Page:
The purpose of this paper is to present how system dynamics (SD) can be used to enrich performance management in local government and to foster a common shared view of the relevant system’s structure and behavior among stakeholders for territorial strategic planning.We begin by framing how dynamic complexity through SD modeling can support consensus building among different stakeholders within a territory, which moves beyond the traditional view of strategic planning within the context of a single jurisdiction. A Dynamic Performance Management (DPM) approach, as shown by our case-study, may help such players to overcome possible barriers to collaboration because of its support to better detect how pursuing a sustainable development in the territory’s performance impacts on the sustainability of each single institution belonging to the territory.This implies that territorial public agencies, e.g. municipalities, may understand and communicate to their stakeholders that long term performance cannot be only assessed in financial terms or by referring to output measures only, but also in relation to the outcomes that public services will be able to generate as value transferred to the territory. Likewise, the enterprises operating in a given territory should be enabled to detect how their own performance can be sustainable in the long run if they will be able to generate not only financial capital, but also social capital to the benefit of the other players belonging to the territory. Therefore, a key to implement a DPM approach for each of the players is to combine an institutional (single-player) with an inter-institutional (i.e. multi-players or territory) perspective with a view to enhancing performance and pursuing sustainable development. An inter-institutional perspective frames the territory (rather than a single institution) as the relevant system where to comprise and manage the cause and effect relationships between performance factors and strategic resources.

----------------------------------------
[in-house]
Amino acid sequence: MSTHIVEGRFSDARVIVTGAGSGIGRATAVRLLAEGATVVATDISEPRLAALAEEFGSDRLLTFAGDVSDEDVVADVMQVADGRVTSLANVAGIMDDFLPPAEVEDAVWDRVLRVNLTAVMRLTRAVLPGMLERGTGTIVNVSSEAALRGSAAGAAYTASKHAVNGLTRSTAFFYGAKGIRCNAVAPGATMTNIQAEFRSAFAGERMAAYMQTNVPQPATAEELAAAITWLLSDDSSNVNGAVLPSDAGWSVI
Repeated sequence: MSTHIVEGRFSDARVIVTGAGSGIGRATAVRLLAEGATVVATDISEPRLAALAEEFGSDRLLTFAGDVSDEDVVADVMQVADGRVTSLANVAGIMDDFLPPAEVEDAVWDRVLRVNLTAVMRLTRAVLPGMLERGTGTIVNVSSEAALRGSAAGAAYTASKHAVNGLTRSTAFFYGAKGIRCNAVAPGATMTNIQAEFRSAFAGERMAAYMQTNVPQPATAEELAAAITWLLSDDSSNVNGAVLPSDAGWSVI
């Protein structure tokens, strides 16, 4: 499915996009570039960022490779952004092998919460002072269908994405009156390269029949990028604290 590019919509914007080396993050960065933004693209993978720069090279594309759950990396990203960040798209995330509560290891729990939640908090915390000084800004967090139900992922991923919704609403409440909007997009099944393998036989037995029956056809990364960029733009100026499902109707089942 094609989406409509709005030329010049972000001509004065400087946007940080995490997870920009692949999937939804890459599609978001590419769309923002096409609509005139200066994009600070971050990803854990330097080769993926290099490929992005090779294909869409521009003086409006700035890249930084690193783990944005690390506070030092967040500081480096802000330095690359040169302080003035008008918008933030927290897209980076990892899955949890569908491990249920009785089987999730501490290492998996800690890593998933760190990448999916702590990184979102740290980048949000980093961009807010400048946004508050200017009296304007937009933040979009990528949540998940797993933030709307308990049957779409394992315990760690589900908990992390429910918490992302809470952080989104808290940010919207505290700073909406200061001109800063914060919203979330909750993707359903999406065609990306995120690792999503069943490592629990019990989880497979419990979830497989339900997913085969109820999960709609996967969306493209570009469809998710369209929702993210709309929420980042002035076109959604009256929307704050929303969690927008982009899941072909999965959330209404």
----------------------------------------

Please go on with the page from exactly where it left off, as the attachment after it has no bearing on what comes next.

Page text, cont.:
|Numero di pagine||39|
|Stato di pubblicazione||Published - 2013|